Personally, I'm currently attending a university and I've found that online classes are much more effective than in-person classes. Online courses force you to learn the material because they expect you to read the book on your own and really grasp the material before you take your online exams. In-person classes are a little more lax and don't require such intense learning, which is an advantage for "slackers" that don't want to work harder than they have to and just want to show up to class for a participation grade.

    The CPA exam is one of the hardest professional exams to take, but it sounds like you're really motivated and you enjoy what you're doing so you might be able to pull it off. The accounting and bookkeeping field is expected to grow much faster than other industries in the next few years, and you're already ahead of the game because you have your degree and experience which puts you way ahead of all the current students taking classes that count towards their accounting major. I know that my dad is always looking for new CPAs to add to his firm, so if you could pass the CPA exam you'd be well on your way to success.

    Your dream is far from fruitless, so don't say that. To be completely honest, I believe in you based on what you've said in your post. Follow your heart and pursue this dream no matter what if you enjoy doing it, it will give you a much happier life. Welcome to the forum, and I'd be glad to help answer any other questions you may have.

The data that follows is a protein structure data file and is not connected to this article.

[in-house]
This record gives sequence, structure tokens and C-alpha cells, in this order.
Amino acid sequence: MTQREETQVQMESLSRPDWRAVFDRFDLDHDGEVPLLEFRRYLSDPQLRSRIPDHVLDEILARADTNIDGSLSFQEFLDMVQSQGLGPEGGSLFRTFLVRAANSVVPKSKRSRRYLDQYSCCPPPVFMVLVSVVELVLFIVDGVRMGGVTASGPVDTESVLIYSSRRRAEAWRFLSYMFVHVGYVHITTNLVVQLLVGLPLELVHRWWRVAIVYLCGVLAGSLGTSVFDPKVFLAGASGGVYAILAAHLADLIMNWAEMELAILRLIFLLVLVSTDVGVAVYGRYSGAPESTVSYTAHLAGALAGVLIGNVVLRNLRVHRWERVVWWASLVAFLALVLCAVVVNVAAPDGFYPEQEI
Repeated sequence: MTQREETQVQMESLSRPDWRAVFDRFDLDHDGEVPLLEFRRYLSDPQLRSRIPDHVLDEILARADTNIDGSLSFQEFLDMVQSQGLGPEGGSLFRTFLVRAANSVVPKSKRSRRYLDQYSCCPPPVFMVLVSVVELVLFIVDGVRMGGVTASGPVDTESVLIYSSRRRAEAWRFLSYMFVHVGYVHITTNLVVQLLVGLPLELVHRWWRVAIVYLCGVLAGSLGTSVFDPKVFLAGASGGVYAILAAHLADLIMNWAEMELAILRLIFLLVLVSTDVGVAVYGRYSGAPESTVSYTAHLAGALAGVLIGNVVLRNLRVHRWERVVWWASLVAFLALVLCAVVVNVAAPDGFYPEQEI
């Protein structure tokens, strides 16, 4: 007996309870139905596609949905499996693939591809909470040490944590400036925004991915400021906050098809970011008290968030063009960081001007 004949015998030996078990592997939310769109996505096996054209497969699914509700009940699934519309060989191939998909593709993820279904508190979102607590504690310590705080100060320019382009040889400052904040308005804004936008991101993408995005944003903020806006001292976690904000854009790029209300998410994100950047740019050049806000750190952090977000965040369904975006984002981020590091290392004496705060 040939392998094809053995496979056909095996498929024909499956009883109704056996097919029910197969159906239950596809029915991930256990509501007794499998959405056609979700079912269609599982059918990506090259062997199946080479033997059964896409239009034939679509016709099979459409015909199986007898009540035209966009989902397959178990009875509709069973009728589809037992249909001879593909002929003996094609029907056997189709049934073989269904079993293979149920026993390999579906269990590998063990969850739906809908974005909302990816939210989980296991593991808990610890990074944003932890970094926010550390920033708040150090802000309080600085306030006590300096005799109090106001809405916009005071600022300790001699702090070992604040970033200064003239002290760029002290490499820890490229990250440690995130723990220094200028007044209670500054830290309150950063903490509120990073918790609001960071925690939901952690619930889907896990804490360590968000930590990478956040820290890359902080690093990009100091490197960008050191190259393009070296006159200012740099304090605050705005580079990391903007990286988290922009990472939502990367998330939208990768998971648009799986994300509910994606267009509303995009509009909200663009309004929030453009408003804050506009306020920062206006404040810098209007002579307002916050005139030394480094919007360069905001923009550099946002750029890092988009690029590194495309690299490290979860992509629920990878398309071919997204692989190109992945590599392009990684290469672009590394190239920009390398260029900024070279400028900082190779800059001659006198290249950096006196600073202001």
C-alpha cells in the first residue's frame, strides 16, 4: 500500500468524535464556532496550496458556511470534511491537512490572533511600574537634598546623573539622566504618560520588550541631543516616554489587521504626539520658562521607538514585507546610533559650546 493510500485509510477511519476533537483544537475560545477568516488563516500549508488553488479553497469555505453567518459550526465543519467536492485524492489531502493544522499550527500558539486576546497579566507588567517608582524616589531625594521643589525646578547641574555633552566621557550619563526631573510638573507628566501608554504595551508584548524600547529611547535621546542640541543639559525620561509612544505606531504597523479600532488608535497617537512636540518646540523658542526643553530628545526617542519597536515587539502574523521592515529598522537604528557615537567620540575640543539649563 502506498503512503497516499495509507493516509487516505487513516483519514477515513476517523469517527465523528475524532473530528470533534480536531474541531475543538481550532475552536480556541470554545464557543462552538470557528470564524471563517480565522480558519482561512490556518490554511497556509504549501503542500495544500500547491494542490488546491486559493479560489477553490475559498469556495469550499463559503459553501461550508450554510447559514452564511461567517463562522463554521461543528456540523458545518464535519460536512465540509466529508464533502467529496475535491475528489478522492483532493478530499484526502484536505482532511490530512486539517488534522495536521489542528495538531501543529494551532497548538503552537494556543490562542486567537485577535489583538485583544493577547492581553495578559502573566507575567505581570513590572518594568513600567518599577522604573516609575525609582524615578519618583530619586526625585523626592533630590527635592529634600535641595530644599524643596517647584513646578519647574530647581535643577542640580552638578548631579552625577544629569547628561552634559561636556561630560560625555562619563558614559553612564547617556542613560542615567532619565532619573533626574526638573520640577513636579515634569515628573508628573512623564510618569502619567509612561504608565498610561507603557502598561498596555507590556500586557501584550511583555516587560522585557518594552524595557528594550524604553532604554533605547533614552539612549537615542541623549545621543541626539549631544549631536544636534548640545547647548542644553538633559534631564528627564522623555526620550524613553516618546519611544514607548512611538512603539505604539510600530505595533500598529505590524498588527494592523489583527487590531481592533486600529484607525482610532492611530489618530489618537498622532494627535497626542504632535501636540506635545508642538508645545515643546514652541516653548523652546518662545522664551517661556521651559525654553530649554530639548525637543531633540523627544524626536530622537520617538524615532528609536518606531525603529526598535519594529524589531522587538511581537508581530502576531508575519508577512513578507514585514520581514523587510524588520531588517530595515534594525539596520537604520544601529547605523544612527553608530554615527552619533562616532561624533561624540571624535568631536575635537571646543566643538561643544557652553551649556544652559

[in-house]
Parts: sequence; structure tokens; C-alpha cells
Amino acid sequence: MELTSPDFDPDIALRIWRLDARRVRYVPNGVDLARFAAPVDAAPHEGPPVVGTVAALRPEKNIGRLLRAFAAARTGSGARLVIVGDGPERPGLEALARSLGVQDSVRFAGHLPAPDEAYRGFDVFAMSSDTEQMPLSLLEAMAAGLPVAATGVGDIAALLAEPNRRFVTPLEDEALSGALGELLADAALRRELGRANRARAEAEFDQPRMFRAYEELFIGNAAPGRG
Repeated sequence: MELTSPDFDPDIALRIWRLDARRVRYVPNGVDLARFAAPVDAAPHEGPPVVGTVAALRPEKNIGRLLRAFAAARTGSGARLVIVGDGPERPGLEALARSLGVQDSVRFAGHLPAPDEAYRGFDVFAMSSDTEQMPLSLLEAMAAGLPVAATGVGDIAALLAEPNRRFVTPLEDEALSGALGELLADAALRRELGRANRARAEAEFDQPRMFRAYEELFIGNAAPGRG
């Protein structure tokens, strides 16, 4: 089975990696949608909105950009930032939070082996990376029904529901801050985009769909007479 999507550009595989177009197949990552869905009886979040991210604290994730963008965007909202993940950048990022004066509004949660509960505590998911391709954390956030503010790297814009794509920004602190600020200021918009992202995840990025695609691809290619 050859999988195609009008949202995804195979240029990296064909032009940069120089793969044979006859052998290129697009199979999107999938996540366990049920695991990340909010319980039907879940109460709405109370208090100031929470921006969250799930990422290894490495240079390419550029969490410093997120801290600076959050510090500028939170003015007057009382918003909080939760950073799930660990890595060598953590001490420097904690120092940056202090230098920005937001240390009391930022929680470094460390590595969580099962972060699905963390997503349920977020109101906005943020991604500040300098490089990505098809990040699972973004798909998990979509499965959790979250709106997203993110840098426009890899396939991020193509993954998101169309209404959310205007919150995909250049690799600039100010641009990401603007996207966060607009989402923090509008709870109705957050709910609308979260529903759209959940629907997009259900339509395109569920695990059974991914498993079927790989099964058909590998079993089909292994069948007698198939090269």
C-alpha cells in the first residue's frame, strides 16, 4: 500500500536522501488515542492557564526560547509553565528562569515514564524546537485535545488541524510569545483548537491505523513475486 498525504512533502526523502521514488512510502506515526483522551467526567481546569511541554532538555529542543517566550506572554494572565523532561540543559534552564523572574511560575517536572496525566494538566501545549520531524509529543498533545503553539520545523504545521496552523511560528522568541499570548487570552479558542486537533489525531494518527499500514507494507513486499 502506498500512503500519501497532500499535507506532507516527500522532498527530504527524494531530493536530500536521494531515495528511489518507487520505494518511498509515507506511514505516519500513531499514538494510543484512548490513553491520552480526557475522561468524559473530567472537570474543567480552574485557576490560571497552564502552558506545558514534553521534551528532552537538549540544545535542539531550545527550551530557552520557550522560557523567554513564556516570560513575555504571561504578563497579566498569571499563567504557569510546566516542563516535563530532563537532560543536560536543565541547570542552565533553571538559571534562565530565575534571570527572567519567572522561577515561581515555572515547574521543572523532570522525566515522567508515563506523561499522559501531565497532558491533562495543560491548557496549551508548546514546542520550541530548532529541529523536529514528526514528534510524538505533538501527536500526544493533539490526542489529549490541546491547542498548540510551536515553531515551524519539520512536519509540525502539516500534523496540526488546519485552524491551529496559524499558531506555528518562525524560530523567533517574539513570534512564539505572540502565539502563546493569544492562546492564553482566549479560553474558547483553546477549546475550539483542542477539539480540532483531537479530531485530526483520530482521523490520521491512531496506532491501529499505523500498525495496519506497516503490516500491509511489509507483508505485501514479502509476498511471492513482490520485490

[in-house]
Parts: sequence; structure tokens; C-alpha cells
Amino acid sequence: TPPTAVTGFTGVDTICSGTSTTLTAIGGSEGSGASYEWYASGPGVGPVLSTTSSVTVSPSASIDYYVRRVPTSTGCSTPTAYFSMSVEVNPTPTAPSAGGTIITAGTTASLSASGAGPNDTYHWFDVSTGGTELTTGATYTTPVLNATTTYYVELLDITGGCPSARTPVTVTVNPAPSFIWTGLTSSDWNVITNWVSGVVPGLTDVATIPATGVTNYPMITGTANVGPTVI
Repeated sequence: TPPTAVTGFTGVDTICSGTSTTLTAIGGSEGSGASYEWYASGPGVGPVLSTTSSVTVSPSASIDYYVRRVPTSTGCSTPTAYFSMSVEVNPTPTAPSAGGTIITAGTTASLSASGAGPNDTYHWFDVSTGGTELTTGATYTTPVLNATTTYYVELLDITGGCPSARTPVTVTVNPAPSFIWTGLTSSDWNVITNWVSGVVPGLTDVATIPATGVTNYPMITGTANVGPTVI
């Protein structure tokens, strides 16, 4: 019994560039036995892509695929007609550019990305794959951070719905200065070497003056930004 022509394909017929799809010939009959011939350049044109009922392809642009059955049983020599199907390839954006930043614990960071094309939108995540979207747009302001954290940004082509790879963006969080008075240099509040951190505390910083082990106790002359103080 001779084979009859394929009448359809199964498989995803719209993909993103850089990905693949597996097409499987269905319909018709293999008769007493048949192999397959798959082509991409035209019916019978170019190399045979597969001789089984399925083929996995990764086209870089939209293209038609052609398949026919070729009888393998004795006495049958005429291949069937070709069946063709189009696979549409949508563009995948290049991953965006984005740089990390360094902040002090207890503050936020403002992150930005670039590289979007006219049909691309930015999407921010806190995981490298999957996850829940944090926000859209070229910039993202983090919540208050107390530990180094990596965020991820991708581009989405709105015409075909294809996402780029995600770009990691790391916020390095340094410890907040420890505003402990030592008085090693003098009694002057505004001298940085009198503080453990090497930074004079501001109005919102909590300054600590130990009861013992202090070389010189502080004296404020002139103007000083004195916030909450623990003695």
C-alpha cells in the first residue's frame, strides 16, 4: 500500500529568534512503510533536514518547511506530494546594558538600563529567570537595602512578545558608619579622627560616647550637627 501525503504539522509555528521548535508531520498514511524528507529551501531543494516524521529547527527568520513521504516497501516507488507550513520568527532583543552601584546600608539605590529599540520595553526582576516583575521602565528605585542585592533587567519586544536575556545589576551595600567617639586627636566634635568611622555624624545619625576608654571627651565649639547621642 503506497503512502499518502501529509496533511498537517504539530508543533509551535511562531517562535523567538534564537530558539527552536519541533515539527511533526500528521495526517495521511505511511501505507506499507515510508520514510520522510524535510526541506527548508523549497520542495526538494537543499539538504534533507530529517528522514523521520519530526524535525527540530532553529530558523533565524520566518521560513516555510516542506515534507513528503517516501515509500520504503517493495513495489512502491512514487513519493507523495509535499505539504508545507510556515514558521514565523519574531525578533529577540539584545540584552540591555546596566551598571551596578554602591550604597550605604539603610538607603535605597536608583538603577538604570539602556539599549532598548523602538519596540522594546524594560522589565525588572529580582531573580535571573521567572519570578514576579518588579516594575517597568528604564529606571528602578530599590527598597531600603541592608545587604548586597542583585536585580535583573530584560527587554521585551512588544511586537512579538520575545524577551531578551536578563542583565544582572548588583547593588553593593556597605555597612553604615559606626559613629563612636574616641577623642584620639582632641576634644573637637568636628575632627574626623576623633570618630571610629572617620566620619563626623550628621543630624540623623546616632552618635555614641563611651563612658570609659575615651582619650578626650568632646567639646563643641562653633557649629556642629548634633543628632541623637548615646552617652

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  4. Business Attorney

    Business Attorney
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    Everyone is going to need bookkeepers and accountants for a long, long time. My son is in college right now (a sophomore) and hopes that he can get into accounting.

    Your undergraduate degree is business management is a good first step but you really need to fully understand accounting if you want to launch that as a career.

    Although online training may be fine for being a bookkeeper, or even a staff accountant, if you want to ever be a CPA you need to carefully research the requirements in your own state. For example, to be an Illinois CPA, you must not only have an undergraduate degree, you need at least 150 semester credit hours, which is the equivalent of 5 years if you earn a typical 15 credit hours per semester. There are a number of additional rules, including a minimum of 24 semester credit hours in accounting (proposed to go up to 30 hours in 2013).

    As I said, each state is different, so think about the rules early on if you want to earn a CPA certificate.

    On the other hand, most small businesses can do fine with a good bookkeeper or accountant. Most small businesses do not require audited financial statements (that can only be certified by a CPA). If you are happy being a bookkeeper/accountant with your own business, the time and expense of trying to gain a CPA license may not be worthwhile. My mother did very well being a bookkeeper, working first for a small accounting firm (the owner was not a CPA) and later for the local city. In her case, having the credentials of a CPA would not have likely made any difference.